by Tom Stuckey.
My latest book Covid-19: God’s Wake-Up Call was published in June 20211. In eighteen short chapters the book takes us from what has been called ‘the old normal’ through ‘abnormality’ into ‘the new normal’. At the centre of the book is a chapter on ‘lament’. It focuses on the liminal period between the old and the new.
I have written many times about an imminent ‘paradigm shift’2 and of the necessity of ‘repentance’ – metanoia. In my last article for Theology Everywhere I acknowledged that this particular word has struck the wrong chord for many Methodists.3
There have been over 150,000 deaths in Britain attributed to Covid-19. Such a statistic takes little account of the anguish of bereavement or the frustration of people. Political attempts to distract us from this harsh reality by trumpeting Britain’s success with the vaccine have now been derailed by news of ‘Party Times’ at No.10.
The lament of David over the deaths of Saul and Jonathan in 2 Samuel 1 gives voice to the pain of personal bereavement. In poetry intense and intimate David bares his soul. His grief is expressed publicly as the daughters of Israel are invited to ‘weep over Saul who clothed you with crimson’ (v.24). David’s lament is also ecological because he invites the mountains of Gilboa to share in his pain. ‘Let there be no dew or rain upon you’ (v.21). My new book shows that there is a dynamic relationship between our lament and the groans of the earth.
When Jesus rides into Jerusalem on Palm Sunday he weeps over the city and speaks of its destruction (Lk.19.41-44). Lament is not only corporate, public and ecological, but also political. To politically ignore lament has devastating consequences for the health of a nation. In our contemporary culture where memory has little significance there must be lament ‘lest we forget’. In an act of remembrance by the new President of the US in 2021 on the eve of his inauguration, he acknowledged the thousands who had died from Covid-19. In doing this he was symbolically taking the American people back to their roots for, ‘only memory allows possibility’.4 As justice and righteousness give an ethical grounding for the stability of a nation, so lament and thanksgiving provide the emotional foundation for a healthy community.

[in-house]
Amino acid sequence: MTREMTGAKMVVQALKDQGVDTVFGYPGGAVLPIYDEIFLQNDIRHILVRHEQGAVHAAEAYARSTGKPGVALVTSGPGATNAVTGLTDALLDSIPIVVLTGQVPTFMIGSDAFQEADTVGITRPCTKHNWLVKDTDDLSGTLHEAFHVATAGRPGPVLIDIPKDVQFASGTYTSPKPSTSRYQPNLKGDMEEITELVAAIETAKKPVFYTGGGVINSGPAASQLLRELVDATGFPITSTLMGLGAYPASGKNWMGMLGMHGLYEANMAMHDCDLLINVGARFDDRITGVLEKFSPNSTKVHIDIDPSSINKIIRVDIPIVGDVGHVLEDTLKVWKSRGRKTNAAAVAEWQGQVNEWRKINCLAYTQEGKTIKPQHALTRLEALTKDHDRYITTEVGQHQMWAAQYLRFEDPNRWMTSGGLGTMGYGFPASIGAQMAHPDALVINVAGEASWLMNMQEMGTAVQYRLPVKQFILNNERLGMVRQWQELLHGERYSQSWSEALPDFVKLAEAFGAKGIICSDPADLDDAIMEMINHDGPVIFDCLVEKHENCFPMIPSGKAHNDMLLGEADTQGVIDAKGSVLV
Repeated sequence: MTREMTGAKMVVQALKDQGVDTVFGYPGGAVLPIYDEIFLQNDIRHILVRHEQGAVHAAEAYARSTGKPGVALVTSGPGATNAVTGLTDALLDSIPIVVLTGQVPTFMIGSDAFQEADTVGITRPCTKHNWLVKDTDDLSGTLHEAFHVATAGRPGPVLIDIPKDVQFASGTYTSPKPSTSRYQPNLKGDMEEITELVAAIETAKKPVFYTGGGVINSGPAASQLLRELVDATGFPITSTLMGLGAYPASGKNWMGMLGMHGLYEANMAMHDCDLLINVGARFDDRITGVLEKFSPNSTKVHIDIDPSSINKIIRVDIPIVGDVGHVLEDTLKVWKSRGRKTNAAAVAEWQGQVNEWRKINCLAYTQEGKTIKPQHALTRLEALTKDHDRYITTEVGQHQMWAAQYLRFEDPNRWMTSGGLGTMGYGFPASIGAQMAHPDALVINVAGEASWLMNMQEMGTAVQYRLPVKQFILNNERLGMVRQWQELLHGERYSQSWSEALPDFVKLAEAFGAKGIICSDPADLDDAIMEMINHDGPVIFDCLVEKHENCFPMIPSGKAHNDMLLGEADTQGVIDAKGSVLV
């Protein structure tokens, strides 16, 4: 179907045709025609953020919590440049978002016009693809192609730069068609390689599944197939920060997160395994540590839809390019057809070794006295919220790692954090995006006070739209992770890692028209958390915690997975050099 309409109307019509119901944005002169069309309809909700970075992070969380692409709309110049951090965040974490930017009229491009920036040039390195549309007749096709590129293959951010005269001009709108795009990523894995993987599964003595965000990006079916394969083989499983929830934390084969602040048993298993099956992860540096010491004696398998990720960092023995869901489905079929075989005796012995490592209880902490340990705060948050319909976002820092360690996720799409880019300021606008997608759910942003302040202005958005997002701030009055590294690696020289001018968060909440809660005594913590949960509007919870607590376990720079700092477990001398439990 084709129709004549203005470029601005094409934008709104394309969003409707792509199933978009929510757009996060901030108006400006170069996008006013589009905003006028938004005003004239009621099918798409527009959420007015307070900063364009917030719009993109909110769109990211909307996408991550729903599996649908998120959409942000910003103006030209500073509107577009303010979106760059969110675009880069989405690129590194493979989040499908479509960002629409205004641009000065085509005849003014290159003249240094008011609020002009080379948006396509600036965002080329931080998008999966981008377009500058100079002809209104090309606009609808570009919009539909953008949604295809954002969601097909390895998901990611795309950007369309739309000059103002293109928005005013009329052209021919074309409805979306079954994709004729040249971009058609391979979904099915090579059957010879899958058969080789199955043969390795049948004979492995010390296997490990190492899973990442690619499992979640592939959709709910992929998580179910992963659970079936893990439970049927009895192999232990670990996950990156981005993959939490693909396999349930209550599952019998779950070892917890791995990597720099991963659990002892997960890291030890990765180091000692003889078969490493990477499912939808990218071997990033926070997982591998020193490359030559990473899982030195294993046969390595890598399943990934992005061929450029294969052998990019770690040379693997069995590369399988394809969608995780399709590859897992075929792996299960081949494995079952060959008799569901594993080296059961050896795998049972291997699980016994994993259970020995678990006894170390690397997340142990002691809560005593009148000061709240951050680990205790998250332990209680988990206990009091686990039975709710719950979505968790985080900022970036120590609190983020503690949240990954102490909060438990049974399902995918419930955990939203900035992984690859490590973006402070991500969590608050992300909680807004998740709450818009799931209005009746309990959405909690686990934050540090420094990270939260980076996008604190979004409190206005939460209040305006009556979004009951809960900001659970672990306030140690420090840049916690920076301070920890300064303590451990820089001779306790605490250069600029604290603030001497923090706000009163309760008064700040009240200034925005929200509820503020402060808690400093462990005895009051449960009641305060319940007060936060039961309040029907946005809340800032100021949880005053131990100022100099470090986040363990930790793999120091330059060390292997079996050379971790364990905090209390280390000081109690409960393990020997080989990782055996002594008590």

The book of Lamentations contemplates the destruction of Jerusalem (BC 587). It gives voice to the magnitude of a nation’s pain. Part of the horror of human suffering is that it is unheard, forgotten or airbrushed out. Lamentations is a summons to ‘listen to the voices of the sufferers in the profusion and confusion of their pain, the bitterness of their protest, their shafts of self condemnation, their brief flashes of hope in the long night of despair, and their plaintive pleading with God just to look and see’.5
The author of Lamentations adds an additional ingredient to lament; namely, personal accountability. He is brutally honest in acknowledging that the people of Jerusalem have contributed to their own destruction. He even includes himself in this indictment, ‘I have rebelled against his word’. Human accountability and the necessity of repentance must not be swept under the carpet.
Anger is a further ingredient of lament. It is present beneath the surface of Lamentations (1.21, 1.7, 1.21, 2.14, 2.16) but finally erupts in chapter 3. ‘Pay them back for their deeds…Give them anguish of heart; your curse be on them! Pursue them in anger and destroy them’ (v.64f). An increasing number of people in Britain are now finding their anger: anger over the death of loved ones; anger at being prevented from being with them at the end; anger at lockdown; anger at those in Government who set the rules but fail to keep them.
There is also anger directed at God. ‘He has driven me and brought me into darkness without light: against me alone he turns his hand, again and again, all day long. He has made my flesh and my skin waste away, and broken my bones’ (Lam.3.2-4).
In the New Testament there are 29 references to anger. The anger of Jesus (Mk.3.5), Stephen (Acts 7.51) and Paul (Gal.1.6) is fuelled by their concern for truth and justice. Most Christians today think anger to be a sin. The writer of Ephesians however tells us to ‘be angry but sin not’ (Eph.4.26). In today’s Church we do not ‘do anger’ but we do not ‘do justice’ either! A.V Campell tells us that in banishing anger we have produced a ‘gospel of niceness which often leads to pettiness’.6
Lament in the Bible is not a tombstone but a launch pad. It opens a door to the future. It is God’s motivating vehicle of transformation. Unless fully expressed theologically, practically and emotionally our anticipated new normal will become even more problematic than the old.
1. Tom Stuckey, Covid-19 God’s Wake-Up Call: Angry Bible Reflections in a Pandemic, 2021, Amazon.
2. Tom Stuckey, Singing the Lord’s Song in a Strange Land: The Future of the Church in Britain, A Methodist Perspective, 2017, Church in the Market Place, (obtainable from Amazon).
3. Theology Everywhere, 15th June 2020.
4. Walter Brueggemann, Hopeful Imagination, Fortress, 1986, p.114.
5. Christopher Wright, The Message of Lamentations, 1VP, 2015, p.35.
6. A.V Campell, Gospel of Anger, SPCK, 1986, p.61.